She stood at the icy top of the continent, savoring the milestone in the golden glow of Alaska's midnight sun. It was May 19 when Sarah Doherty, 25, reached the 20,320-foot summit of Mount McKinley, the tallest mountain in North America. Beside her were climbing companions William Sumner, 42, and Matthew Kerns, 28, but the golden moment atop McKinley really belonged to Doherty, who became the first one-legged person ever to scale the towering peak. The 20-day ascent was truly an amazing feat—or, as Doherty wryly puts it, "an amazing foot."

With 25 pounds of gear on her back and without her prosthetic leg, Doherty climbed McKinley "for personal reasons" and the sheer physical challenge. "We are all faced with great possibilities brilliantly disguised as impossible situations," she says, citing a quotation of unknown authorship.

The 5'5", 98-pound brunette has devoted half her life to proving her point. Thirteen years ago Doherty was riding her bike to a friend's house in Taunton, Mass. when a drunk driver slammed into her. Doherty's right leg and part of her pelvis were torn off, and she was hospitalized for seven weeks after the accident. Despite the severity of her injuries, her spirit remained indomitable. Two months later she started swimming, and the following winter she learned how to ski. Last April, as a member of the U.S. handicapped ski team (along with Edward Kennedy Jr.), Doherty placed fourth in the giant slalom at the international competition in Breckenridge, Colo, and fifth in the slalom at the Canadian national races in Banff.

Doherty received a degree in occupational therapy from Boston University in 1982. Her interest in mountain climbing developed three years ago when she moved to Seattle to become an occupational therapist with the Veterans Administration. On the way up 14,410-foot Mount Rainier last summer, her first major climb, Doherty crossed paths with Sumner, a recreational-equipment engineer from Index, Wash, who was on the way down. Sumner was impressed with Sarah's dexterity on crutches, as well as "all the positive energy she had about making it to the top." The veteran of one previous climb to the top of McKinley, Sumner later invited Doherty to go along on another trip he was planning up the rugged peak in order to test climbing equipment he had designed.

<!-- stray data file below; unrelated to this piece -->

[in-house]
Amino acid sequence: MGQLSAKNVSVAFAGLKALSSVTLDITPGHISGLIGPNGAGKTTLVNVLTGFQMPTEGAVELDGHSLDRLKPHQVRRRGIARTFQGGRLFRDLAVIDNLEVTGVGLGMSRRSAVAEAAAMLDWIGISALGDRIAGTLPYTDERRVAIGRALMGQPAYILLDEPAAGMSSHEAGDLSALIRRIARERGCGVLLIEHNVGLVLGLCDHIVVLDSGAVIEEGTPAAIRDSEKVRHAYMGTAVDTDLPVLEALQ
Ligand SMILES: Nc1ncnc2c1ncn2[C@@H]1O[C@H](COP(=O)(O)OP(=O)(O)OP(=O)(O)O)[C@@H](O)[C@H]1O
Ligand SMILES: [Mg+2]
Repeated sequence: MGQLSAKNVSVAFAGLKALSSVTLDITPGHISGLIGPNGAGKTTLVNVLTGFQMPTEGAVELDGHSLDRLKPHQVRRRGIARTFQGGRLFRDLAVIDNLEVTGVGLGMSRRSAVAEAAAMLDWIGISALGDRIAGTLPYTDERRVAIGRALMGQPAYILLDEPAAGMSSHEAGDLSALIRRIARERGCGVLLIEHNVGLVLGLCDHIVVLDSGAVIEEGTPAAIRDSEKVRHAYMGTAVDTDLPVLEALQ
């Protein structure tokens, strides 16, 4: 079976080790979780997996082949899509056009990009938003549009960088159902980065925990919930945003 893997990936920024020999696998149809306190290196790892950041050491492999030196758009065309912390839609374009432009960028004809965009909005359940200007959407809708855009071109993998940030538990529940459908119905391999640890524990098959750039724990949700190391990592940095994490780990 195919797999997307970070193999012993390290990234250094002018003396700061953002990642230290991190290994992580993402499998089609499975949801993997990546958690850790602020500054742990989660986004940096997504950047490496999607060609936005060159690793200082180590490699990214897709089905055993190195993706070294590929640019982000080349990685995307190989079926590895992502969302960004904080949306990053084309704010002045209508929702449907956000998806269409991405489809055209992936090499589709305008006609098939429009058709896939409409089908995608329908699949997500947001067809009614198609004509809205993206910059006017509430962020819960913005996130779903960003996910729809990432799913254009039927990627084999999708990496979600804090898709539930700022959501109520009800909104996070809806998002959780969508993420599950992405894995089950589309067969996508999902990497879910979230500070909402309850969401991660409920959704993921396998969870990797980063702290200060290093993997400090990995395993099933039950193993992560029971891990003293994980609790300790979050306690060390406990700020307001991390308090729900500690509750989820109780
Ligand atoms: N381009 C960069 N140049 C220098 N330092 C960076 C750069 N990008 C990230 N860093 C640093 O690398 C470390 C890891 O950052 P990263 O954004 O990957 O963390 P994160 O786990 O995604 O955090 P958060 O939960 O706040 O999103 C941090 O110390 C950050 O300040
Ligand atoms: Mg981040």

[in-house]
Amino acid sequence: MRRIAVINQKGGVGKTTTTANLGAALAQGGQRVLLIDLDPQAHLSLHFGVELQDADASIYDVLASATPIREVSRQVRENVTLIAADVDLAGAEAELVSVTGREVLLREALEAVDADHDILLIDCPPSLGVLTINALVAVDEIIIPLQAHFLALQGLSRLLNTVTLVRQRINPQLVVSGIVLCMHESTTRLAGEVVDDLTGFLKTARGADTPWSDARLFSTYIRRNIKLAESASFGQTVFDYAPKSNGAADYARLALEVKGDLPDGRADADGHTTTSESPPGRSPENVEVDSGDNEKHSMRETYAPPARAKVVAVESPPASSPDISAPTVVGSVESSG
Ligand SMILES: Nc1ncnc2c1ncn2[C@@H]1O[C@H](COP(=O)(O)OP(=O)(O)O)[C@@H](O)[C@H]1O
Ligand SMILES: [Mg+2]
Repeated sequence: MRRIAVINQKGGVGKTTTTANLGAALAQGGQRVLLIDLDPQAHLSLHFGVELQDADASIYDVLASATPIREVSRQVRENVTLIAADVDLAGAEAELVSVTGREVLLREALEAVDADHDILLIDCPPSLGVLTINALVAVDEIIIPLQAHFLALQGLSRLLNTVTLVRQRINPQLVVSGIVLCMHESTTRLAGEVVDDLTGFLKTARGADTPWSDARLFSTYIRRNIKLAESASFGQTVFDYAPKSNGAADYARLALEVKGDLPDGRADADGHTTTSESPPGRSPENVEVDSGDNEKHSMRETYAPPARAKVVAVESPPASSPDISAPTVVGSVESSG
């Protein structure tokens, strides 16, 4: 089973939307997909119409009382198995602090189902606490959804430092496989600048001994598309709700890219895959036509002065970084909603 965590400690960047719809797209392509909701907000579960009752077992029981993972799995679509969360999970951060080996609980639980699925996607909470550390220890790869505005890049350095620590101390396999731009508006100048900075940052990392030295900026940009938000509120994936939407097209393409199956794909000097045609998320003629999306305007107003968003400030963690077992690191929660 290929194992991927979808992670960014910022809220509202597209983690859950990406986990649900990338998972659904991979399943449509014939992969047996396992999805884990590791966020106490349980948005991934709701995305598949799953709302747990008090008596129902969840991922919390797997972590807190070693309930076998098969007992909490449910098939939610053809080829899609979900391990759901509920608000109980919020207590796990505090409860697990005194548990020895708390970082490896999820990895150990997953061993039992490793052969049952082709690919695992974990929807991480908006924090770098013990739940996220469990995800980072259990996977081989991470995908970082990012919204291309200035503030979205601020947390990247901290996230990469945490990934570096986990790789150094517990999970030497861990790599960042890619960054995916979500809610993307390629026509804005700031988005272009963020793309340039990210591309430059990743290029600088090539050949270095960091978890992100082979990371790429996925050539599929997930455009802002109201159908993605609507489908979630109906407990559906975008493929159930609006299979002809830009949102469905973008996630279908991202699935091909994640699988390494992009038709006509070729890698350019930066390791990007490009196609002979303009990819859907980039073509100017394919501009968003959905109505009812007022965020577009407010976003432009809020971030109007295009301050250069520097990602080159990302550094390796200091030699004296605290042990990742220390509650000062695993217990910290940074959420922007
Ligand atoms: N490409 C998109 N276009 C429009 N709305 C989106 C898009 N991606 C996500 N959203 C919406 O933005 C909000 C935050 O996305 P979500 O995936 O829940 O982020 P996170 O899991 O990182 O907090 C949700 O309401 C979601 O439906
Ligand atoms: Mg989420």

On April 29 the team arrived by an airplane equipped with landing skis at the southeast fork of the Kahiltna Glacier—a height of 7,200 feet. Although often ascending the treacherous incline hand over hand, Doherty at times relied heavily on her personally designed crutches, with pointed bottoms and daggerlike spikes jutting out from the handles. But these were rendered useless on the eighth day when, at 11,000 feet, a ferocious snowstorm and 100-mph winds sent her ballooning over a valley of jagged rocks and deep fissures. Anchoring Sarah by rope, Sumner inched up the mountain for three hours. Recalls Doherty, "Part of me was saying, 'This is crazy. People could die.' But I never thought of turning back."

After grappling her way up to America's rooftop, Doherty reports that "the best part was knowing we were going to climb down." Sumner calls her achievement "a triumph for the dreaming spirit." And though she's still recovering from frostbite (on four fingers and a thumb) suffered on the five-day descent, Doherty recently completed a cross-country bicycle-and-car trip from Seattle to Boston. As she gets in shape for the coming ski season, she has set her sights on the Yukon's 13,905-foot Mount Kennedy, a peak named in honor of the late President and first climbed by Robert Kennedy and two mountaineers in March 1965. Suddenly picturing herself atop the world once more, Sarah Doherty's blue eyes light up. "Life," she says, "has no romance without risk."

  • Contributors:
  • William Sonzski.